Date: December 7, 2017
Location: Nainital, Uttarakhand, India
Taking a strict stand on ‘rampant human trafficking in the state’, Uttarakhand high court (HC) on Thursday asked police officials to “invoke provisions of the Money Laundering Act, 2008 against the persons who are involved in human trafficking, and also attach their properties.” The division bench of justices Rajiv Sharma and Alok Singh while hearing an appeal against acquittal of a man who was charged with trafficking a girl from Nepal. also asked the state government to “carry out a verification of children, particularly minor girls and women coming to India from Nepal and counsel them properly.”
The court also cited a TOI story “Government sitting on ‘secret’ report on national, global trafficking racket in Uttarakhand” which was published on December 5, and directed the state government to “constitute a special investigation Team (SIT), if not already constituted, headed by a senior superintendent of police to investigate the matter within four weeks and to register FIRs against the persons, who were/are involved in human trafficking of boys/girls from shelter homes (as mentioned in the report).” The judges further recommended to the central government to “frame laws based on the model law against trafficking in persons, as drafted by the United Nations Office on Drugs and Crime in relation to trafficking, victim and witness protection.”
In another significant direction to curb begging on the streets, the HC asked the Uttarakhand government to “ban begging throughout the state by bringing a suitable legislation on the analogy of the Uttar Pradesh Prohibition of Beggary Act, 1975.” Pointing out that “minors are often kidnapped by organised gangs to force them into beggary”, the court directed the police department “to conduct DNAs of the parents as well as of the children of the beggars to ensure that the children found in their company are their own children.”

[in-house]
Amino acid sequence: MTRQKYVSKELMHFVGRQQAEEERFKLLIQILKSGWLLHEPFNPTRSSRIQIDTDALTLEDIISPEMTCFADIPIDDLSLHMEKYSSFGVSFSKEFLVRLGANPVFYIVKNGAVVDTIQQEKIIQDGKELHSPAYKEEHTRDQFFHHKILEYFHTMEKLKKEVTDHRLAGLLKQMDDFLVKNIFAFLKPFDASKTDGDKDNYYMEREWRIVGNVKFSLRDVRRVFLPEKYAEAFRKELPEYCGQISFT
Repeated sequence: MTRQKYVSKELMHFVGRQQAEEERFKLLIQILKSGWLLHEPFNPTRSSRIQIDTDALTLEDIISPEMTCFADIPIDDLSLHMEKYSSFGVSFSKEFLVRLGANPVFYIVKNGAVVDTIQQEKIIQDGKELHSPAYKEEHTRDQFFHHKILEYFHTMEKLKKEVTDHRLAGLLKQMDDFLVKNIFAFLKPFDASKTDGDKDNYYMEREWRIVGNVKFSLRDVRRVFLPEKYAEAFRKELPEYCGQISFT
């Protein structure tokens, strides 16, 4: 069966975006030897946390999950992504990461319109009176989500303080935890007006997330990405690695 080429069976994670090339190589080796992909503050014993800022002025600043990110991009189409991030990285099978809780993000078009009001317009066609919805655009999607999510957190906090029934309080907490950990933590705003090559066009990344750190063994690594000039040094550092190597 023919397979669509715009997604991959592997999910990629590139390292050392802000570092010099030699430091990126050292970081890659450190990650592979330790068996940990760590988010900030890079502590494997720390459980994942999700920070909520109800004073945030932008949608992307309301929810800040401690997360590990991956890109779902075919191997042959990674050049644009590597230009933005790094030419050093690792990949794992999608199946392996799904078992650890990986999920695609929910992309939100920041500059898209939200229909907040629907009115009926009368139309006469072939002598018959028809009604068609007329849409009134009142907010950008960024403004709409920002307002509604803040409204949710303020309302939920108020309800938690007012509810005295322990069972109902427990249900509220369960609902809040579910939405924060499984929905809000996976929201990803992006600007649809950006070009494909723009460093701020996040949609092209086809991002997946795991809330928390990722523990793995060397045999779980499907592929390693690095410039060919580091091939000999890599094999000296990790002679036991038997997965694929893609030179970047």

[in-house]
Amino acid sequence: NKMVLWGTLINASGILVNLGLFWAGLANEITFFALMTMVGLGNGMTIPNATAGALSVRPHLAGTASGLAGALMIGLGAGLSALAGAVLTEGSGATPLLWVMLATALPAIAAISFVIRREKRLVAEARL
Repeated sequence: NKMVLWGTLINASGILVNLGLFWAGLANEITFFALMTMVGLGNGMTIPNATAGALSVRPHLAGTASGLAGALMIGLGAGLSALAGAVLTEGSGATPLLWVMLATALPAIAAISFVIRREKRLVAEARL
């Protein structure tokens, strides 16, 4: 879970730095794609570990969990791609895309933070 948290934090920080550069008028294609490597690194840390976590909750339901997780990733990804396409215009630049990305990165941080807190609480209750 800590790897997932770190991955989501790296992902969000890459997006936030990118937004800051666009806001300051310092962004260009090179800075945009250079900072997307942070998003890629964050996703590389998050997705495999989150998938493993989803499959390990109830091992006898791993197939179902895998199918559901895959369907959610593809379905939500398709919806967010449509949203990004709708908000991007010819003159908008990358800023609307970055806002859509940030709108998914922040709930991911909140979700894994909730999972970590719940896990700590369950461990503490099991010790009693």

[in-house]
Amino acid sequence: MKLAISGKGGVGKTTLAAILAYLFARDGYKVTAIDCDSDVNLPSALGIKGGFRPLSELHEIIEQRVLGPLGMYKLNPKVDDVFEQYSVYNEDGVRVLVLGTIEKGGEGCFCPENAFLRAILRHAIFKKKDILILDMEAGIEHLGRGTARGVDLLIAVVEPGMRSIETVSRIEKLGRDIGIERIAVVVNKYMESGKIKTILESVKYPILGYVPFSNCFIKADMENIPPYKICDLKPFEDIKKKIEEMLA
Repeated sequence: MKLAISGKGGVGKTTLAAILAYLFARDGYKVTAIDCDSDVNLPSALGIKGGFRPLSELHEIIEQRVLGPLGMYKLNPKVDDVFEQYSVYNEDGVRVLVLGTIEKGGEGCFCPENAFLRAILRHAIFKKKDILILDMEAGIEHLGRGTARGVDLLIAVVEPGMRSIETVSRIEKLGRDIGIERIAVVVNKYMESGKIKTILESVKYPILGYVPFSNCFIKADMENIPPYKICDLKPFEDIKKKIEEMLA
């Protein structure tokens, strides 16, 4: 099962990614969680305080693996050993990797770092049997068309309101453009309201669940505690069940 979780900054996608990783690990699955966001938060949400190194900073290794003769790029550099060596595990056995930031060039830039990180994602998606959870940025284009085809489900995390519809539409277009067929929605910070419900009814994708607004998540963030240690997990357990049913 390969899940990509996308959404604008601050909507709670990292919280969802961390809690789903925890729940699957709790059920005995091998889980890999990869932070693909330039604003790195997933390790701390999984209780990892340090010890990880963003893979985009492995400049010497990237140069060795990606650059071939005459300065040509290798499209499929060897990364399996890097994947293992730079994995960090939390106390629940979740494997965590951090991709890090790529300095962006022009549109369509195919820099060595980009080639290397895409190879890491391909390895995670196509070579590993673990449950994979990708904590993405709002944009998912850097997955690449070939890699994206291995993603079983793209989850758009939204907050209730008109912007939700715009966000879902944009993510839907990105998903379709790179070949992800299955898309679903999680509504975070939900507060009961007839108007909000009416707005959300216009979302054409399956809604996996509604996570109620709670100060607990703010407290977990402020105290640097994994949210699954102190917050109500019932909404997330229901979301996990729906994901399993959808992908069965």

Further, the court directed that all the anti-human trafficking units in Uttarakhand “must be headed by a person not below the rank of DSP/CO, and have one inspector, two sub-inspectors, three ASI and 10-15 constables and 50% of these officers should be sensitized women”
Among other directions given by the court were setting up of a photo bank to trace missing children and to display the data on an official website. In order to ensure the safety of the victims of human trafficking, the bench directed the state government to “provide safe and proper accommodation and basic health care to them.” The HC also added that the trial of such cases should be held in camera and the state should also involve gram panchayats at the grass-root level to trace missing children.
Read the Times Of India (Source) Article here.